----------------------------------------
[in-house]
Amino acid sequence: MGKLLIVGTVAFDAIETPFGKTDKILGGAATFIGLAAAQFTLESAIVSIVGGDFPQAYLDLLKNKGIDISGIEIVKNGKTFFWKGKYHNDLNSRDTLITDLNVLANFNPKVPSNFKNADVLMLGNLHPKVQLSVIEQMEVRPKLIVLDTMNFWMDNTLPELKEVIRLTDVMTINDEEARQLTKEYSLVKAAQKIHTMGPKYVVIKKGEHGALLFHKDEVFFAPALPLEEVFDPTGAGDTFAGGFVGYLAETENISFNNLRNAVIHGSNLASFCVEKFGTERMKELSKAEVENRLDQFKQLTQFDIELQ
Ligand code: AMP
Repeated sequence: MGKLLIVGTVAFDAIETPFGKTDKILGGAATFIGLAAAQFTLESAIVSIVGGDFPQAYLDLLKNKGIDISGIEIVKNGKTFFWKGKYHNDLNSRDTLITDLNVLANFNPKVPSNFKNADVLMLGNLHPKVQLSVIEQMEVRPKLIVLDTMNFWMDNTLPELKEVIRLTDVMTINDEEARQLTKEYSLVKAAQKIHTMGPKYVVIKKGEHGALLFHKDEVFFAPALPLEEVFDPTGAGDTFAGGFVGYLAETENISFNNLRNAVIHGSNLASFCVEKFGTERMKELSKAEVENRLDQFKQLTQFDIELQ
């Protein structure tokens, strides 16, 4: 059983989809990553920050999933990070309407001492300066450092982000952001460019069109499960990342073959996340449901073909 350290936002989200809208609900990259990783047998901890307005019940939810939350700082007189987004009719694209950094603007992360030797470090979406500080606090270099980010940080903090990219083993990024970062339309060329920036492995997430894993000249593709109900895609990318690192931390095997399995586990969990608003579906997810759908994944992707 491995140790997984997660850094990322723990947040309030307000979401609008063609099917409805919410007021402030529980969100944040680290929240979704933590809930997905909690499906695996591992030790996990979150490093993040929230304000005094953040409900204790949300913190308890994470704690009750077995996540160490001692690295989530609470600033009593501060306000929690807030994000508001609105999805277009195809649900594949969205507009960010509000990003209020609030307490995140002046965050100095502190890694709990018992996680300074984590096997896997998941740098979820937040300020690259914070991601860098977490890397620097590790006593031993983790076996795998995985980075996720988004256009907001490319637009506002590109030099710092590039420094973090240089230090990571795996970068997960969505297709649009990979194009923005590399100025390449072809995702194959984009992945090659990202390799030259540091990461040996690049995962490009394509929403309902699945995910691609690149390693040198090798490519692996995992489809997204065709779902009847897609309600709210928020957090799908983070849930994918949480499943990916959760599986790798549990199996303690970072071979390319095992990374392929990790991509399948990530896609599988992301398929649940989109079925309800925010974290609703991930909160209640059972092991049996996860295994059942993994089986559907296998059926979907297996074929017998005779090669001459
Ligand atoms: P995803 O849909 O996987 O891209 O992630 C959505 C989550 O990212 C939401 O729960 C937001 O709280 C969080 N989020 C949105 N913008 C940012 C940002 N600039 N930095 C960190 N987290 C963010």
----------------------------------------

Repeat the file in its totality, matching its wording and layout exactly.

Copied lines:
[in-house]
Amino acid sequence: MGKLLIVGTVAFDAIETPFGKTDKILGGAATFIGLAAAQFTLESAIVSIVGGDFPQAYLDLLKNKGIDISGIEIVKNGKTFFWKGKYHNDLNSRDTLITDLNVLANFNPKVPSNFKNADVLMLGNLHPKVQLSVIEQMEVRPKLIVLDTMNFWMDNTLPELKEVIRLTDVMTINDEEARQLTKEYSLVKAAQKIHTMGPKYVVIKKGEHGALLFHKDEVFFAPALPLEEVFDPTGAGDTFAGGFVGYLAETENISFNNLRNAVIHGSNLASFCVEKFGTERMKELSKAEVENRLDQFKQLTQFDIELQ
Ligand code: AMP
Repeated sequence: MGKLLIVGTVAFDAIETPFGKTDKILGGAATFIGLAAAQFTLESAIVSIVGGDFPQAYLDLLKNKGIDISGIEIVKNGKTFFWKGKYHNDLNSRDTLITDLNVLANFNPKVPSNFKNADVLMLGNLHPKVQLSVIEQMEVRPKLIVLDTMNFWMDNTLPELKEVIRLTDVMTINDEEARQLTKEYSLVKAAQKIHTMGPKYVVIKKGEHGALLFHKDEVFFAPALPLEEVFDPTGAGDTFAGGFVGYLAETENISFNNLRNAVIHGSNLASFCVEKFGTERMKELSKAEVENRLDQFKQLTQFDIELQ
């Protein structure tokens, strides 16, 4: 059983989809990553920050999933990070309407001492300066450092982000952001460019069109499960990342073959996340449901073909 350290936002989200809208609900990259990783047998901890307005019940939810939350700082007189987004009719694209950094603007992360030797470090979406500080606090270099980010940080903090990219083993990024970062339309060329920036492995997430894993000249593709109900895609990318690192931390095997399995586990969990608003579906997810759908994944992707 491995140790997984997660850094990322723990947040309030307000979401609008063609099917409805919410007021402030529980969100944040680290929240979704933590809930997905909690499906695996591992030790996990979150490093993040929230304000005094953040409900204790949300913190308890994470704690009750077995996540160490001692690295989530609470600033009593501060306000929690807030994000508001609105999805277009195809649900594949969205507009960010509000990003209020609030307490995140002046965050100095502190890694709990018992996680300074984590096997896997998941740098979820937040300020690259914070991601860098977490890397620097590790006593031993983790076996795998995985980075996720988004256009907001490319637009506002590109030099710092590039420094973090240089230090990571795996970068997960969505297709649009990979194009923005590399100025390449072809995702194959984009992945090659990202390799030259540091990461040996690049995962490009394509929403309902699945995910691609690149390693040198090798490519692996995992489809997204065709779902009847897609309600709210928020957090799908983070849930994918949480499943990916959760599986790798549990199996303690970072071979390319095992990374392929990790991509399948990530896609599988992301398929649940989109079925309800925010974290609703991930909160209640059972092991049996996860295994059942993994089986559907296998059926979907297996074929017998005779090669001459
Ligand atoms: P995803 O849909 O996987 O891209 O992630 C959505 C989550 O990212 C939401 O729960 C937001 O709280 C969080 N989020 C949105 N913008 C940012 C940002 N600039 N930095 C960190 N987290 C963010």